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same time that it makes the learner familiar with their practical uses.

The art of engraving was little understood by the ancients. In modern works on elocution much advantage has been taken of the improvements in this art; and in regard to gesture, abundant illustrations have been furnished, which addressing the eye, make a stronger as well as a more definite impression on the mind than could well be made by words. The Chironomia, in particular, contains a very full set of excellent illustrations of the principles of gesture, which most of the later writers on elocution have very judiciously used, instead of attempting to furnish new and inferior drawings. From these I have selected such as would fully answer my purpose; but have added whatever I judged necessary to a complete set of illustrations for my work.*

While examples have been selected for illustrating all the principles of vocal modulation and expression, the book has not been encumbered with extracts from other authors merely for practice. This part of the business has been well done by others; and there are books enough before the public containing selections, both for reading and speaking. Perhaps a book of selections might be made better suited to improve the higher powers of elocution than any we now have; it was not, however, any part of the object of this Manual to supply such defect. Without any

such matter, the pages of my book have multiplied beyond what was contemplated when it was undertaken,—and that, though brevity has been most assiduously studied.

If the objects proposed in this Manual have been accomplished, the work now submitted to the public may be studied with advantage by every class of public speakers; and the practice it suggests is especially adapted to train the future speaker for his responsible work. But many of the principles of reading and speaking are the same; so that he, also, who would become a good reader must study some such work as this, to render him familiar with these principles. Aside, however, from all these considerations, there are reasons why elocution should be studied. The natural sciences are taught in all our schools, that those who study them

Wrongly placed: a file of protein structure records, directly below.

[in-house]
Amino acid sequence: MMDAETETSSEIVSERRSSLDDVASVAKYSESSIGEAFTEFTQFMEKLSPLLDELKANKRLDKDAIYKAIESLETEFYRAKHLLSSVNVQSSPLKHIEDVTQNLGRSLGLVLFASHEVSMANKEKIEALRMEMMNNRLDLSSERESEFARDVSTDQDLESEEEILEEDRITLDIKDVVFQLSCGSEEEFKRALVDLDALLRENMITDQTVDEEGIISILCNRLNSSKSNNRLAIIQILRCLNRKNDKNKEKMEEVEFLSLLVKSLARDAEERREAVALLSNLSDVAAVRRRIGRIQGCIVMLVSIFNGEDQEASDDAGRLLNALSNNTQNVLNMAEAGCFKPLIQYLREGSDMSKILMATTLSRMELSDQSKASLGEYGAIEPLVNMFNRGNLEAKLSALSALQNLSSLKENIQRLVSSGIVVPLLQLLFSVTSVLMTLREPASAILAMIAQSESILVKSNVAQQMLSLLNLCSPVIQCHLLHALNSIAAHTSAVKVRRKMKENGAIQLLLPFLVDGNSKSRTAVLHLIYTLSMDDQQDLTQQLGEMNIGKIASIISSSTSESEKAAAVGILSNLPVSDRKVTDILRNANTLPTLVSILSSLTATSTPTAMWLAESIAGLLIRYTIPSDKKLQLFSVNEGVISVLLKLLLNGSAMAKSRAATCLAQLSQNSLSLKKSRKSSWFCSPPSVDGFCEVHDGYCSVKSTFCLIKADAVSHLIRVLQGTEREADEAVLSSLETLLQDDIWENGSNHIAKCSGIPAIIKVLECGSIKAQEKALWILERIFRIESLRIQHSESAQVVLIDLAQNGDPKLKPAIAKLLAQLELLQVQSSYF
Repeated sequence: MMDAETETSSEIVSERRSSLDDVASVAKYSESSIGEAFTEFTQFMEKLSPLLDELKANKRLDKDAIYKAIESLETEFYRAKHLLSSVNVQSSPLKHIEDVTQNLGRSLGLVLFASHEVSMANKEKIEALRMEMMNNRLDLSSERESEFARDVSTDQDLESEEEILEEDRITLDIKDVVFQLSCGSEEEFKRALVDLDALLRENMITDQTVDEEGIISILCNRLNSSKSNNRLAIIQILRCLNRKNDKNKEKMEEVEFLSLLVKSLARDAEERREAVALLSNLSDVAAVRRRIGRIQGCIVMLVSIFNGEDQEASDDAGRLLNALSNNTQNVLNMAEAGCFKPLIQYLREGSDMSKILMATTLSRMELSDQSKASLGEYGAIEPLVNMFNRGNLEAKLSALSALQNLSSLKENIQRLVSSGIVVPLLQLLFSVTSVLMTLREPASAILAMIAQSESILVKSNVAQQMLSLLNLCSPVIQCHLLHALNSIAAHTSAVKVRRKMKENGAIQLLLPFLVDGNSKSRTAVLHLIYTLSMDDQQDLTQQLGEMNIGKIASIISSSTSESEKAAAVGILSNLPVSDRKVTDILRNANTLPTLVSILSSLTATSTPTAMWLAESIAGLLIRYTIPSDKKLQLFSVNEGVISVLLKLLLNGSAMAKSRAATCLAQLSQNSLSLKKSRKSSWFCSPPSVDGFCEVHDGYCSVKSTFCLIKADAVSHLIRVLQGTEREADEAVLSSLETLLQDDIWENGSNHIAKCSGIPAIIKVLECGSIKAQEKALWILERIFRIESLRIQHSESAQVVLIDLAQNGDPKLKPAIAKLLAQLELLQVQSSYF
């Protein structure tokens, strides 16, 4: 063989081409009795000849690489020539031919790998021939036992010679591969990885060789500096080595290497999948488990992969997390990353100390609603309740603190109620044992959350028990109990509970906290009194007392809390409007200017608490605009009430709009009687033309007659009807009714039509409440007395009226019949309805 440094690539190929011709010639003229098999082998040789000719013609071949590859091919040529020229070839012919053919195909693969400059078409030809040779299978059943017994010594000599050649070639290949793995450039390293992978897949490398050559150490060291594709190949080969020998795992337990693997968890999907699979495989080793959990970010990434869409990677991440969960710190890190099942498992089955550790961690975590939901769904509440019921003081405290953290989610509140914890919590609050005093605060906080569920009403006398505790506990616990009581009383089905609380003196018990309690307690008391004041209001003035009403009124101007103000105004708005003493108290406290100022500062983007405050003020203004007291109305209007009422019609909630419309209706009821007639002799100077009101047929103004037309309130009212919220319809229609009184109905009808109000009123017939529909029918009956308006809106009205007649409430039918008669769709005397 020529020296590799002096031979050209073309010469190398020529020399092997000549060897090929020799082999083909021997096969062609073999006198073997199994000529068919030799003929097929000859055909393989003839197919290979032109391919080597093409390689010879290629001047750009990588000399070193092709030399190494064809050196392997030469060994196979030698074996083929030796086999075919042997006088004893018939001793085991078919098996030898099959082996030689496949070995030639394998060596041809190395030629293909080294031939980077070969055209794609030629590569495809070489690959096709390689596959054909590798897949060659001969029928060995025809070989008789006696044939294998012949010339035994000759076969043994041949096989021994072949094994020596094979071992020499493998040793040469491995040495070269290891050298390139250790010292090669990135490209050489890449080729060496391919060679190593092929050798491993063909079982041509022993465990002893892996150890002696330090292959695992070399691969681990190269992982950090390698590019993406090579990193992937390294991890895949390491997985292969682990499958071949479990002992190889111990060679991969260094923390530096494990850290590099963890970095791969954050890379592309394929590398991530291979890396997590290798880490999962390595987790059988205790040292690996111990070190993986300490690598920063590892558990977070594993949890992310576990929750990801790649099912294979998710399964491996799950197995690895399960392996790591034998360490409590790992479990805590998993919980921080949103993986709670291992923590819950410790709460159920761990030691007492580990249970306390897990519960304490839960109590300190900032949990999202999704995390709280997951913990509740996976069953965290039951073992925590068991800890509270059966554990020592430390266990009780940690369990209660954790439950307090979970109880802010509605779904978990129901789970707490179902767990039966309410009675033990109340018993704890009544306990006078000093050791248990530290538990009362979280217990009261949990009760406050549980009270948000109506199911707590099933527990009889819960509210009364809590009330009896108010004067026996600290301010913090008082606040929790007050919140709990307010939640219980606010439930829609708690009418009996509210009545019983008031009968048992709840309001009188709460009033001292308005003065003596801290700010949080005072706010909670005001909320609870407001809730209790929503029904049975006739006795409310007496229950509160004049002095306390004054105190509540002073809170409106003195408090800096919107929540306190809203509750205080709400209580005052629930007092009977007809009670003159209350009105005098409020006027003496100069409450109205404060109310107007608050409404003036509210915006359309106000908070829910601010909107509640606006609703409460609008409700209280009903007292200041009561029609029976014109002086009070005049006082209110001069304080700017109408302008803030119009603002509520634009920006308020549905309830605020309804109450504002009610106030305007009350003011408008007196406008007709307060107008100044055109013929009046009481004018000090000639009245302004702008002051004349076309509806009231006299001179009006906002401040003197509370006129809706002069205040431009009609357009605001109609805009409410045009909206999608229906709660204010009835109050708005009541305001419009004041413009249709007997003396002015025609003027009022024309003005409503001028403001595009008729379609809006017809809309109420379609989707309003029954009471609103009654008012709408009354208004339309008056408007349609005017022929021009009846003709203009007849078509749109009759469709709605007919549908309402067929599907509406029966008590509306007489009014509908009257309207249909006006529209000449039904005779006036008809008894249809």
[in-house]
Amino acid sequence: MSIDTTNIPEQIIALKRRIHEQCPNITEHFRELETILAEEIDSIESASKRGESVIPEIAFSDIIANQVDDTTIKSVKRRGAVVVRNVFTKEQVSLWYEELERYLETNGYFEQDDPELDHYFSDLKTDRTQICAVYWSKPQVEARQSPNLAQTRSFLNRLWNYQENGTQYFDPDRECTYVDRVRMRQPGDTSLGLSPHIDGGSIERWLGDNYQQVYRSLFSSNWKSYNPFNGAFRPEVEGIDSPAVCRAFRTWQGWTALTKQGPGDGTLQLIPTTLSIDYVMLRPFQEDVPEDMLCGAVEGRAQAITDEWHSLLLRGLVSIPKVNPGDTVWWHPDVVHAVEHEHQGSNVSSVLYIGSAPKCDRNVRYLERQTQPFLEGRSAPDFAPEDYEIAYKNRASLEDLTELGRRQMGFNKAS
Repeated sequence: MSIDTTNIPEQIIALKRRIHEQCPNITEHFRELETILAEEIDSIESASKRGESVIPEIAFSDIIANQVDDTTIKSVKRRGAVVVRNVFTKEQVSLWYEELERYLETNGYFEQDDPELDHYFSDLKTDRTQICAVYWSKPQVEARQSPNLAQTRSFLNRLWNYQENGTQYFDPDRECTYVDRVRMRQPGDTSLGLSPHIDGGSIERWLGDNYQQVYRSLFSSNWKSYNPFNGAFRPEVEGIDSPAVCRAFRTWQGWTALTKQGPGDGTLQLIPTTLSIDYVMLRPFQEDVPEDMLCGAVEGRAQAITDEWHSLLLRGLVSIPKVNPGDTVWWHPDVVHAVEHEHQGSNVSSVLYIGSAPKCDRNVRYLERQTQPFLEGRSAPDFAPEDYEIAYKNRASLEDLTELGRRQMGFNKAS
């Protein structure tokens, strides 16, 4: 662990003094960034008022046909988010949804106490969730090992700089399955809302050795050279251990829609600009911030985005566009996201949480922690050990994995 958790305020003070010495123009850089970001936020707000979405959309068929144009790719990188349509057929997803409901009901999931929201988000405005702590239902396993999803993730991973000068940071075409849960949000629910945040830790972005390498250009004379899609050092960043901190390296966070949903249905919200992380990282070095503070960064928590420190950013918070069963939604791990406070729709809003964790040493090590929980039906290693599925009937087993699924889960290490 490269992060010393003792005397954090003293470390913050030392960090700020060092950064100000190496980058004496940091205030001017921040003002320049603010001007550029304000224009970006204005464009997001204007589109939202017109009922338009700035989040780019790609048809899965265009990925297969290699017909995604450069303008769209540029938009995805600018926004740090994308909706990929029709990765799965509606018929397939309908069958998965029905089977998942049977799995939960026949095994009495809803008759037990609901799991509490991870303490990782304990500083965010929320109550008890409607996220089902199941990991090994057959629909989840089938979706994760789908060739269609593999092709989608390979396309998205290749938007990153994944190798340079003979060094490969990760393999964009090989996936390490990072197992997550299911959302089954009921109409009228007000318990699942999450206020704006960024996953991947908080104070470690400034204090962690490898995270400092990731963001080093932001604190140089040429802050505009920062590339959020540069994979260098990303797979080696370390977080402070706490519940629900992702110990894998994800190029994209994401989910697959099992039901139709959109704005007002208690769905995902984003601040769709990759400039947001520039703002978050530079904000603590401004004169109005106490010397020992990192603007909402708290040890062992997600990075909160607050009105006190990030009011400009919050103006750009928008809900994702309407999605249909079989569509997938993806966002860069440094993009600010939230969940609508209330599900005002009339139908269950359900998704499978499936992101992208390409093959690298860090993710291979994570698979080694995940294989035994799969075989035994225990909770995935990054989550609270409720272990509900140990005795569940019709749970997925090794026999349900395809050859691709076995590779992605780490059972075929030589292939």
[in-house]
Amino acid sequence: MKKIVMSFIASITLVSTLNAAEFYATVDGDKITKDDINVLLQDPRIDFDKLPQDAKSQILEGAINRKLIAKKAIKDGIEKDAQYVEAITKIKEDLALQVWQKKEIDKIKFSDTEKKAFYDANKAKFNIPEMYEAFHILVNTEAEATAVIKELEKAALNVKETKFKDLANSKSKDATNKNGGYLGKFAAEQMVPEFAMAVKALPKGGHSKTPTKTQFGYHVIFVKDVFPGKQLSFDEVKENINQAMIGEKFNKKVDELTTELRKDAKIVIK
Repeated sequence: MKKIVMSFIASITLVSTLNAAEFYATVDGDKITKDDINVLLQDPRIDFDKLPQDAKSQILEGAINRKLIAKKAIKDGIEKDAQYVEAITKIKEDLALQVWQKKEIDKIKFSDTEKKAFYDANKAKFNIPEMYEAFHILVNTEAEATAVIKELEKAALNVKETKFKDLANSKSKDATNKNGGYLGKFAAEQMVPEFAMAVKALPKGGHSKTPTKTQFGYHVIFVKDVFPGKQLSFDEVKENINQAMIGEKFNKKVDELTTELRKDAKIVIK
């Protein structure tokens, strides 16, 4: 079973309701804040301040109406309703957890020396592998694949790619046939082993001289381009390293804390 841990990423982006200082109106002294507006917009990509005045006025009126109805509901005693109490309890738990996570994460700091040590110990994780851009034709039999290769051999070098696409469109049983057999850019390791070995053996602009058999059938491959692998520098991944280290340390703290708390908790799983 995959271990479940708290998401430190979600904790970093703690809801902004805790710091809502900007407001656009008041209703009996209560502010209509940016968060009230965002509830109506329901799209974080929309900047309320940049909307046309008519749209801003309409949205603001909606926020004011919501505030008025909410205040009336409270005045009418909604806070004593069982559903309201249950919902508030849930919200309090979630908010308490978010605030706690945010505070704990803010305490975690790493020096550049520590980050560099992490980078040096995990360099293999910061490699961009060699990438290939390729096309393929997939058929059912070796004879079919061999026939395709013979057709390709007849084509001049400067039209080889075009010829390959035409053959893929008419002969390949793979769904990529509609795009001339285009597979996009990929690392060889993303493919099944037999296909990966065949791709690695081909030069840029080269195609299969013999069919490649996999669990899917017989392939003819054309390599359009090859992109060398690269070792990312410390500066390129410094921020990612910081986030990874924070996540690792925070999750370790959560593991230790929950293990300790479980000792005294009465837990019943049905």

* The Diagrams and Figures which illustrate the subject of this Manual have been engraved by J. Spittall, of Philadelphia. Most of them have also been drawn by him; though several of the Figures have been drawn by C. Burton, of Carlisle, Pa.

may be able to classify and give names to the various objects of nature. Even the young lady studies Botany and the Geography of the heavens, that she may be able to name the plants and the stars. And is it a matter of no interest to her to be able to speak intelligibly of the excellences and defects of those whom from time to time she hears speak ?to give names to the qualities of the voice and of the action which they employ? It is not, perhaps, too much to say, that the time will come, when the power to criticise a speech shall be considered as essential to the scholar as is now the ability to criticise a written composition-when Elocution and Rhetoric shall be studied as constituting sister departments, even in a common English education. Then would every professed speaker cultivate his natural powers, so that a failure in the management of his voice or in gesture would be as rare as such a failure now is among professed singers or performers on musical instruments. On the same principle that men can learn to sing, or to handle the bow, or touch the keys of an instrument for the production of harmonious sounds, they can learn to manage the voice in speaking, or the arms and hands in gesture.

DICKINSON COLLEGE, November, 1844.




Table IV. Combinations of the Tonic Conso.

nants with the Long Vowels....


Table V. Combinations of the Atonics with

the Long Vowels......


Table VI. Combinations of the Long Vowels

with the Tonic Consonants


Table VII. Combinations of the Long Vowels

with the Atonics......


Table VIII. Combinations of the Short Vow.

els with the Tonic Consonants...


Median Stress .


Vanishing Stress



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